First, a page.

The Cookware Manufacturers Association in the US says that a report on a UK website last week on research linking the non-stick chemical PFOA to thyroid disease was misleading.

Times ‘got non-stick scare story facts wrong’

The Cookware Manufacturers Association in the US says that a report on a UK website last week on research linking the non-stick chemical PFOA to thyroid disease was misleading.

Times 'got non-stick scare story facts wrong'

The story, published on Times Online on Thursday, reported on the Exeter University study into the possible health hazards of PFOA, which is used in the manufacture of some non-stick coatings.

“Unfortunately, this article contains erroneous information,” says the association in a statement. “The study cited only looked for statistical associations between PFOA levels in blood and various disease reported by study participants. It does not, and can not, demonstrate cause and effect.

“The claim that elevated PFOA levels is associated with thyroid disease has not been confirmed in studies of other populations, such as the C9-West Virginia (USA) population or any of the occupational studies, where PFOA levels were much higher and thus the incidence of thyroid disease if caused by PFOA exposure would be expected to be more prevalent.

“Studies by authoritative sources including the US Environmental Protection Agency have indicated that non-stick cookware is not a source of exposure to PFOA. EPA states on its PFOA website: ‘The information that EPA has available does not indicate that the routine use of consumer products poses a concern. At present, there are no steps that EPA recommends that consumers take to reduce exposures to PFOA.'”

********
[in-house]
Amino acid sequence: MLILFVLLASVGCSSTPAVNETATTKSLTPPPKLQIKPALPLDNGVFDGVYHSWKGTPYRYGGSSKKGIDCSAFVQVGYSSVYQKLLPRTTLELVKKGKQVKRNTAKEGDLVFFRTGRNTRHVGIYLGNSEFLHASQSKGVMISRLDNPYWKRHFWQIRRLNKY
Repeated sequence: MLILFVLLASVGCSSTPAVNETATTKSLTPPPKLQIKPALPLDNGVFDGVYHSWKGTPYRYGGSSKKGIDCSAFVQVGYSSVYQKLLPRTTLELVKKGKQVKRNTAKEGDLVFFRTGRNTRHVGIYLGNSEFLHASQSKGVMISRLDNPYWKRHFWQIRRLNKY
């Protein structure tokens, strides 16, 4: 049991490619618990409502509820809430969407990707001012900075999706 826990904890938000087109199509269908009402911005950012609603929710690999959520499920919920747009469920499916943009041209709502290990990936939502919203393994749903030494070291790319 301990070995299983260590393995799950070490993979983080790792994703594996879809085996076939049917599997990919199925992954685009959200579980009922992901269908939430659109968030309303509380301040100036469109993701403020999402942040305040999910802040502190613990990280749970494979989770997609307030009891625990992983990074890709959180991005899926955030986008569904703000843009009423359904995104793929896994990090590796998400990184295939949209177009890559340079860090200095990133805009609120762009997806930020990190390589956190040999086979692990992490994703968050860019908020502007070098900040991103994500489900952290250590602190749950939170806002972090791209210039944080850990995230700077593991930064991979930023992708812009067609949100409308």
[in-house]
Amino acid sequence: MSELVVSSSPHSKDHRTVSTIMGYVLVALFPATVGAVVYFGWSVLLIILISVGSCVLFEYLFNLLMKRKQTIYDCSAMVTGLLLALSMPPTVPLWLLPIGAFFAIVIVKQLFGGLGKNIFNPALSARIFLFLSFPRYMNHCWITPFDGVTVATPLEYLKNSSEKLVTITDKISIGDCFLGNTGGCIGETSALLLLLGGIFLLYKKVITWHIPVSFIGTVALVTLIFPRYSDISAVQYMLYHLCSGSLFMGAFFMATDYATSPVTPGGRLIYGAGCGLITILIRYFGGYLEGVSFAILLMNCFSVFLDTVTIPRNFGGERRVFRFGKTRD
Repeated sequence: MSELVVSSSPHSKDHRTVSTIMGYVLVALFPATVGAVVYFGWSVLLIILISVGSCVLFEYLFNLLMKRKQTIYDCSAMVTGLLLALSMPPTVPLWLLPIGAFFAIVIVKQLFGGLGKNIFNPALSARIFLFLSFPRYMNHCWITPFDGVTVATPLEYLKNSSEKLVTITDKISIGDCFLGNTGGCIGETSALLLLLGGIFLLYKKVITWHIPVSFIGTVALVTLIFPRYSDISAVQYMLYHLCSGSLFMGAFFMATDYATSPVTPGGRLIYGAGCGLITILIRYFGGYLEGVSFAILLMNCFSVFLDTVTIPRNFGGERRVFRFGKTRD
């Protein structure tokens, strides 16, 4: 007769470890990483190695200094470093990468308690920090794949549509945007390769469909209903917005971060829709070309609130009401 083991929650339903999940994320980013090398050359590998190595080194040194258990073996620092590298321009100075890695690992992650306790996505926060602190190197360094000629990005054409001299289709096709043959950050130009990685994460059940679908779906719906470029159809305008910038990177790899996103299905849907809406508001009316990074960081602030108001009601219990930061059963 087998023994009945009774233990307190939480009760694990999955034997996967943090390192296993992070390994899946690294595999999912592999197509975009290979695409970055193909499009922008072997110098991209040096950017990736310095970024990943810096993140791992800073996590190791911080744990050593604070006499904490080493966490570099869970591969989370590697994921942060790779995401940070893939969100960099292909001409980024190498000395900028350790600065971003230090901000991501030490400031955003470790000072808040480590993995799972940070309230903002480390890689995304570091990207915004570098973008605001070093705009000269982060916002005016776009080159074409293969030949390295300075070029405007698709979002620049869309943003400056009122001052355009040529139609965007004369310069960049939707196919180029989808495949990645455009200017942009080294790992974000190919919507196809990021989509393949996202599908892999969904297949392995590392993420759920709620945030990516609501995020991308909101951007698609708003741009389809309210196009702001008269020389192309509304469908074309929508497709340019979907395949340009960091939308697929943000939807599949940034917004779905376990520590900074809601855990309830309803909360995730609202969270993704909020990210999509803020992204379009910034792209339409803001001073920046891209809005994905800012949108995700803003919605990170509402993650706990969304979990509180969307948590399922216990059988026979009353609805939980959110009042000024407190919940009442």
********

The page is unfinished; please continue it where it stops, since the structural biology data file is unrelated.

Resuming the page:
The Cookware Manufacturers Association statement goes on: “Non-stick coatings have been, and continue to be, approved for use by the US Food and Drug Administration, the European Food Safety Authority and other regulatory agencies worldwide.

“Nevertheless, the major manufacturers of PFOA in the USA have banded together under the guidance of the EPA to reduce dramatically global facility emissions and product content of PFOA by 95% as of 2010, and to work toward eliminating emissions and product content of PFOA by 2015.

“Recent testing has shown significant reductions of PFOA in human blood levels since the programme got underway. These declines are expected to continue.

“Proper use of non-stick cookware, cooking at normal temperatures (less than 500 °F), can have real health benefits. Non-stick cookware is recommended by the American Heart Association because it allows for cooking with little or no oil.”

The Times Online story can be read at http://www.timesonline.co.uk/tol/news/uk/health/article6996215.ece).

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